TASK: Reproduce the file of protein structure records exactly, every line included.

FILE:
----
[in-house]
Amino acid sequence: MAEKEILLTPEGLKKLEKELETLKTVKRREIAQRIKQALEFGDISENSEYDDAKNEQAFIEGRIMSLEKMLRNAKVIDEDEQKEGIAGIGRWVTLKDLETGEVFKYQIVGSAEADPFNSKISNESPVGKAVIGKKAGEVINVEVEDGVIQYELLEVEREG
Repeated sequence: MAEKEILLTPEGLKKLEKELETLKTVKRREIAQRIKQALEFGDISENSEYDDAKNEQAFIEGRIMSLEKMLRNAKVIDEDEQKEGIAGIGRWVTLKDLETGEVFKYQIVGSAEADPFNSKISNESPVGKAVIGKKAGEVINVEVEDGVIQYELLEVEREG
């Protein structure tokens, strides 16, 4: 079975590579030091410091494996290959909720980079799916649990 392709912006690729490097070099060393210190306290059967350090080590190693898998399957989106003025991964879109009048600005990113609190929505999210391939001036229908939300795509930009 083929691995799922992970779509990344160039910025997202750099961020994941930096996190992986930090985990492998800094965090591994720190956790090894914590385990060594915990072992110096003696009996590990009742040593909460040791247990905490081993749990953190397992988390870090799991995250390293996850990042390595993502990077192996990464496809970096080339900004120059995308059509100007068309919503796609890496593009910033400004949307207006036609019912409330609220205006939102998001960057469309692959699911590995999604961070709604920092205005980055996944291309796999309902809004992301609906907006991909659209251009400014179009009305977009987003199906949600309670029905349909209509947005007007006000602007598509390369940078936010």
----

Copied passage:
[in-house]
Amino acid sequence: MAEKEILLTPEGLKKLEKELETLKTVKRREIAQRIKQALEFGDISENSEYDDAKNEQAFIEGRIMSLEKMLRNAKVIDEDEQKEGIAGIGRWVTLKDLETGEVFKYQIVGSAEADPFNSKISNESPVGKAVIGKKAGEVINVEVEDGVIQYELLEVEREG
Repeated sequence: MAEKEILLTPEGLKKLEKELETLKTVKRREIAQRIKQALEFGDISENSEYDDAKNEQAFIEGRIMSLEKMLRNAKVIDEDEQKEGIAGIGRWVTLKDLETGEVFKYQIVGSAEADPFNSKISNESPVGKAVIGKKAGEVINVEVEDGVIQYELLEVEREG
């Protein structure tokens, strides 16, 4: 079975590579030091410091494996290959909720980079799916649990 392709912006690729490097070099060393210190306290059967350090080590190693898998399957989106003025991964879109009048600005990113609190929505999210391939001036229908939300795509930009 083929691995799922992970779509990344160039910025997202750099961020994941930096996190992986930090985990492998800094965090591994720190956790090894914590385990060594915990072992110096003696009996590990009742040593909460040791247990905490081993749990953190397992988390870090799991995250390293996850990042390595993502990077192996990464496809970096080339900004120059995308059509100007068309919503796609890496593009910033400004949307207006036609019912409330609220205006939102998001960057469309692959699911590995999604961070709604920092205005980055996944291309796999309902809004992301609906907006991909659209251009400014179009009305977009987003199906949600309670029905349909209509947005007007006000602007598509390369940078936010």